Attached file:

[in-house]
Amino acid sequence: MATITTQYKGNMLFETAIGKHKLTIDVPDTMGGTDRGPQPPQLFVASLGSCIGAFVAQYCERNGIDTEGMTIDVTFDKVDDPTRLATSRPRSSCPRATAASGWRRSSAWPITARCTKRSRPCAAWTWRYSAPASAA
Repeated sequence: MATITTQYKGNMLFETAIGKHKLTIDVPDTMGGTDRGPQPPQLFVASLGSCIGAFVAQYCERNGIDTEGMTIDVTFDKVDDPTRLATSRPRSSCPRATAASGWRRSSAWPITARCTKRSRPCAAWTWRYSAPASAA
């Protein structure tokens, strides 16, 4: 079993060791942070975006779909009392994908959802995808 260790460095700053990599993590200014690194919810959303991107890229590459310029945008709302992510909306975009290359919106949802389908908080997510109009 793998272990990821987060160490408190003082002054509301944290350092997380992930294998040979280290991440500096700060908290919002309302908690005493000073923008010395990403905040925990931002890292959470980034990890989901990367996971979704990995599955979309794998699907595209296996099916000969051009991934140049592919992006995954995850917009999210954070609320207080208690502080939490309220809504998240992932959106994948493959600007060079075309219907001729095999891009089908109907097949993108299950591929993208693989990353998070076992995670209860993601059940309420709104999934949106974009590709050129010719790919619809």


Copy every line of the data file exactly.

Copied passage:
[in-house]
Amino acid sequence: MATITTQYKGNMLFETAIGKHKLTIDVPDTMGGTDRGPQPPQLFVASLGSCIGAFVAQYCERNGIDTEGMTIDVTFDKVDDPTRLATSRPRSSCPRATAASGWRRSSAWPITARCTKRSRPCAAWTWRYSAPASAA
Repeated sequence: MATITTQYKGNMLFETAIGKHKLTIDVPDTMGGTDRGPQPPQLFVASLGSCIGAFVAQYCERNGIDTEGMTIDVTFDKVDDPTRLATSRPRSSCPRATAASGWRRSSAWPITARCTKRSRPCAAWTWRYSAPASAA
């Protein structure tokens, strides 16, 4: 079993060791942070975006779909009392994908959802995808 260790460095700053990599993590200014690194919810959303991107890229590459310029945008709302992510909306975009290359919106949802389908908080997510109009 793998272990990821987060160490408190003082002054509301944290350092997380992930294998040979280290991440500096700060908290919002309302908690005493000073923008010395990403905040925990931002890292959470980034990890989901990367996971979704990995599955979309794998699907595209296996099916000969051009991934140049592919992006995954995850917009999210954070609320207080208690502080939490309220809504998240992932959106994948493959600007060079075309219907001729095999891009089908109907097949993108299950591929993208693989990353998070076992995670209860993601059940309420709104999934949106974009590709050129010719790919619809």